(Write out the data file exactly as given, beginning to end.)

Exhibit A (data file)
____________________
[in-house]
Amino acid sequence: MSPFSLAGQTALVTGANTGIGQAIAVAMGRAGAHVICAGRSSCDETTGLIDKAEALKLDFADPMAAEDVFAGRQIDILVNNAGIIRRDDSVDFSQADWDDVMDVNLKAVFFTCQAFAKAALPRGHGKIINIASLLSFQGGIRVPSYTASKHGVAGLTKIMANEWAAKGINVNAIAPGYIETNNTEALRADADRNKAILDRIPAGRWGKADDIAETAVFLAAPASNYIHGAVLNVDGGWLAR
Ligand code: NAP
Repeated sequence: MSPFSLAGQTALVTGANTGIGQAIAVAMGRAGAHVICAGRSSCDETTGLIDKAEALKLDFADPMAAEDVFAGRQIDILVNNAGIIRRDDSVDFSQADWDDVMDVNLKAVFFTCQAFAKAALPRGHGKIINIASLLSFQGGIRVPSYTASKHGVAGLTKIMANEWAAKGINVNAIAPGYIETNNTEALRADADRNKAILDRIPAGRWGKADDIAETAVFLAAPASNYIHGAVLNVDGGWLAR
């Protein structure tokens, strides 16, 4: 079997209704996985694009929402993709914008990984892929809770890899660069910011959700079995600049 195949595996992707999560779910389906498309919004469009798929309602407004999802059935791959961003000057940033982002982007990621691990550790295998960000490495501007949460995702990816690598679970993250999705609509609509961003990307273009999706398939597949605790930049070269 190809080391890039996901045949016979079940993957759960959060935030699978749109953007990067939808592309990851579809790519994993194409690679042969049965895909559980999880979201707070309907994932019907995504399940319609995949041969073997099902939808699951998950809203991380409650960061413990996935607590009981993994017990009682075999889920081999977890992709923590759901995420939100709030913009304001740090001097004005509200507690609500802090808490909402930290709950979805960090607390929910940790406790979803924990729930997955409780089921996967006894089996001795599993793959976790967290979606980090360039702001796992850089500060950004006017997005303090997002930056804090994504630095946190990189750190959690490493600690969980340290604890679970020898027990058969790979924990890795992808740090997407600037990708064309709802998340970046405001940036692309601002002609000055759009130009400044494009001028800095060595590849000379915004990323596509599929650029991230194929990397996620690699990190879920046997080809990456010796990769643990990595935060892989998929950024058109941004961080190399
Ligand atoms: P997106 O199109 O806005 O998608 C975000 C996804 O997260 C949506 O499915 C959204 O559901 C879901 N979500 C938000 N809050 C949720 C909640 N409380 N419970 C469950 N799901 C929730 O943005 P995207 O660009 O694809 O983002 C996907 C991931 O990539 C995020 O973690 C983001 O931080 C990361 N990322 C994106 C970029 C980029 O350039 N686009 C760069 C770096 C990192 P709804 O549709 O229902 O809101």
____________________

[in-house]
Amino acid sequence: MSPFSLAGQTALVTGANTGIGQAIAVAMGRAGAHVICAGRSSCDETTGLIDKAEALKLDFADPMAAEDVFAGRQIDILVNNAGIIRRDDSVDFSQADWDDVMDVNLKAVFFTCQAFAKAALPRGHGKIINIASLLSFQGGIRVPSYTASKHGVAGLTKIMANEWAAKGINVNAIAPGYIETNNTEALRADADRNKAILDRIPAGRWGKADDIAETAVFLAAPASNYIHGAVLNVDGGWLAR
Ligand code: NAP
Repeated sequence: MSPFSLAGQTALVTGANTGIGQAIAVAMGRAGAHVICAGRSSCDETTGLIDKAEALKLDFADPMAAEDVFAGRQIDILVNNAGIIRRDDSVDFSQADWDDVMDVNLKAVFFTCQAFAKAALPRGHGKIINIASLLSFQGGIRVPSYTASKHGVAGLTKIMANEWAAKGINVNAIAPGYIETNNTEALRADADRNKAILDRIPAGRWGKADDIAETAVFLAAPASNYIHGAVLNVDGGWLAR
């Protein structure tokens, strides 16, 4: 079997209704996985694009929402993709914008990984892929809770890899660069910011959700079995600049 195949595996992707999560779910389906498309919004469009798929309602407004999802059935791959961003000057940033982002982007990621691990550790295998960000490495501007949460995702990816690598679970993250999705609509609509961003990307273009999706398939597949605790930049070269 190809080391890039996901045949016979079940993957759960959060935030699978749109953007990067939808592309990851579809790519994993194409690679042969049965895909559980999880979201707070309907994932019907995504399940319609995949041969073997099902939808699951998950809203991380409650960061413990996935607590009981993994017990009682075999889920081999977890992709923590759901995420939100709030913009304001740090001097004005509200507690609500802090808490909402930290709950979805960090607390929910940790406790979803924990729930997955409780089921996967006894089996001795599993793959976790967290979606980090360039702001796992850089500060950004006017997005303090997002930056804090994504630095946190990189750190959690490493600690969980340290604890679970020898027990058969790979924990890795992808740090997407600037990708064309709802998340970046405001940036692309601002002609000055759009130009400044494009001028800095060595590849000379915004990323596509599929650029991230194929990397996620690699990190879920046997080809990456010796990769643990990595935060892989998929950024058109941004961080190399
Ligand atoms: P997106 O199109 O806005 O998608 C975000 C996804 O997260 C949506 O499915 C959204 O559901 C879901 N979500 C938000 N809050 C949720 C909640 N409380 N419970 C469950 N799901 C929730 O943005 P995207 O660009 O694809 O983002 C996907 C991931 O990539 C995020 O973690 C983001 O931080 C990361 N990322 C994106 C970029 C980029 O350039 N686009 C760069 C770096 C990192 P709804 O549709 O229902 O809101």